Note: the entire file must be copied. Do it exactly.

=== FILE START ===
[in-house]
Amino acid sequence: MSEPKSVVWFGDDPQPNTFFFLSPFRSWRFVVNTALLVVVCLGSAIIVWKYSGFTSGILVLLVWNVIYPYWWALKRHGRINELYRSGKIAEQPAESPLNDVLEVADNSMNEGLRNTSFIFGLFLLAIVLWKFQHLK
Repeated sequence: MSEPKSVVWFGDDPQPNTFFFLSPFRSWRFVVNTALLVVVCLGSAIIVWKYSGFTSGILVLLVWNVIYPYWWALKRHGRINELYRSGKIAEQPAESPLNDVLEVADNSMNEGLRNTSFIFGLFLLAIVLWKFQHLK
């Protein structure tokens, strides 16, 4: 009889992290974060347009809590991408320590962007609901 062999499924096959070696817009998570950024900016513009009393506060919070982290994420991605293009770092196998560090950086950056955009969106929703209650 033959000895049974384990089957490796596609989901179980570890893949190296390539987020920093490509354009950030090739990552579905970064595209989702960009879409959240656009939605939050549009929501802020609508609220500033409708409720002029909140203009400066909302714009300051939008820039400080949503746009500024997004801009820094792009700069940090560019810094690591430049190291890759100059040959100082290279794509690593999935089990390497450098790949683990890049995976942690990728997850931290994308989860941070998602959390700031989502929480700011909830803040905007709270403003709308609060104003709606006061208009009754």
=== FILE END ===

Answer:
[in-house]
Amino acid sequence: MSEPKSVVWFGDDPQPNTFFFLSPFRSWRFVVNTALLVVVCLGSAIIVWKYSGFTSGILVLLVWNVIYPYWWALKRHGRINELYRSGKIAEQPAESPLNDVLEVADNSMNEGLRNTSFIFGLFLLAIVLWKFQHLK
Repeated sequence: MSEPKSVVWFGDDPQPNTFFFLSPFRSWRFVVNTALLVVVCLGSAIIVWKYSGFTSGILVLLVWNVIYPYWWALKRHGRINELYRSGKIAEQPAESPLNDVLEVADNSMNEGLRNTSFIFGLFLLAIVLWKFQHLK
């Protein structure tokens, strides 16, 4: 009889992290974060347009809590991408320590962007609901 062999499924096959070696817009998570950024900016513009009393506060919070982290994420991605293009770092196998560090950086950056955009969106929703209650 033959000895049974384990089957490796596609989901179980570890893949190296390539987020920093490509354009950030090739990552579905970064595209989702960009879409959240656009939605939050549009929501802020609508609220500033409708409720002029909140203009400066909302714009300051939008820039400080949503746009500024997004801009820094792009700069940090560019810094690591430049190291890759100059040959100082290279794509690593999935089990390497450098790949683990890049995976942690990728997850931290994308989860941070998602959390700031989502929480700011909830803040905007709270403003709308609060104003709606006061208009009754």